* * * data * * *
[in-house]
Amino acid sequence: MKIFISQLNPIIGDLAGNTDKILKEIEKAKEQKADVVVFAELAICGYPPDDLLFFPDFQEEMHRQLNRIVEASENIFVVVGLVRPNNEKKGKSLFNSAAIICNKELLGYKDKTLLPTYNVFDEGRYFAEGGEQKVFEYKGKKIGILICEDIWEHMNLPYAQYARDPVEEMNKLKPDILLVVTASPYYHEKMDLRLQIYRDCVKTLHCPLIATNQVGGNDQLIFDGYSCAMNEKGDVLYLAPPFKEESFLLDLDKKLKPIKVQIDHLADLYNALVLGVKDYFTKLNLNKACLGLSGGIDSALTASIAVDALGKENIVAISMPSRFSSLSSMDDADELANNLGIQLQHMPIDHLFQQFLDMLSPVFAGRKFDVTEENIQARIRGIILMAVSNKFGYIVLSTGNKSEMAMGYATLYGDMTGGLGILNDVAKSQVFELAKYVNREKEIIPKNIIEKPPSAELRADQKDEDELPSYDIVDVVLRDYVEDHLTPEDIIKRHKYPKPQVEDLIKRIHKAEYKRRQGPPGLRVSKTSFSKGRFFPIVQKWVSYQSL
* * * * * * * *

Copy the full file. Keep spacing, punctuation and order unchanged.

[in-house]
Amino acid sequence: MKIFISQLNPIIGDLAGNTDKILKEIEKAKEQKADVVVFAELAICGYPPDDLLFFPDFQEEMHRQLNRIVEASENIFVVVGLVRPNNEKKGKSLFNSAAIICNKELLGYKDKTLLPTYNVFDEGRYFAEGGEQKVFEYKGKKIGILICEDIWEHMNLPYAQYARDPVEEMNKLKPDILLVVTASPYYHEKMDLRLQIYRDCVKTLHCPLIATNQVGGNDQLIFDGYSCAMNEKGDVLYLAPPFKEESFLLDLDKKLKPIKVQIDHLADLYNALVLGVKDYFTKLNLNKACLGLSGGIDSALTASIAVDALGKENIVAISMPSRFSSLSSMDDADELANNLGIQLQHMPIDHLFQQFLDMLSPVFAGRKFDVTEENIQARIRGIILMAVSNKFGYIVLSTGNKSEMAMGYATLYGDMTGGLGILNDVAKSQVFELAKYVNREKEIIPKNIIEKPPSAELRADQKDEDELPSYDIVDVVLRDYVEDHLTPEDIIKRHKYPKPQVEDLIKRIHKAEYKRRQGPPGLRVSKTSFSKGRFFPIVQKWVSYQSL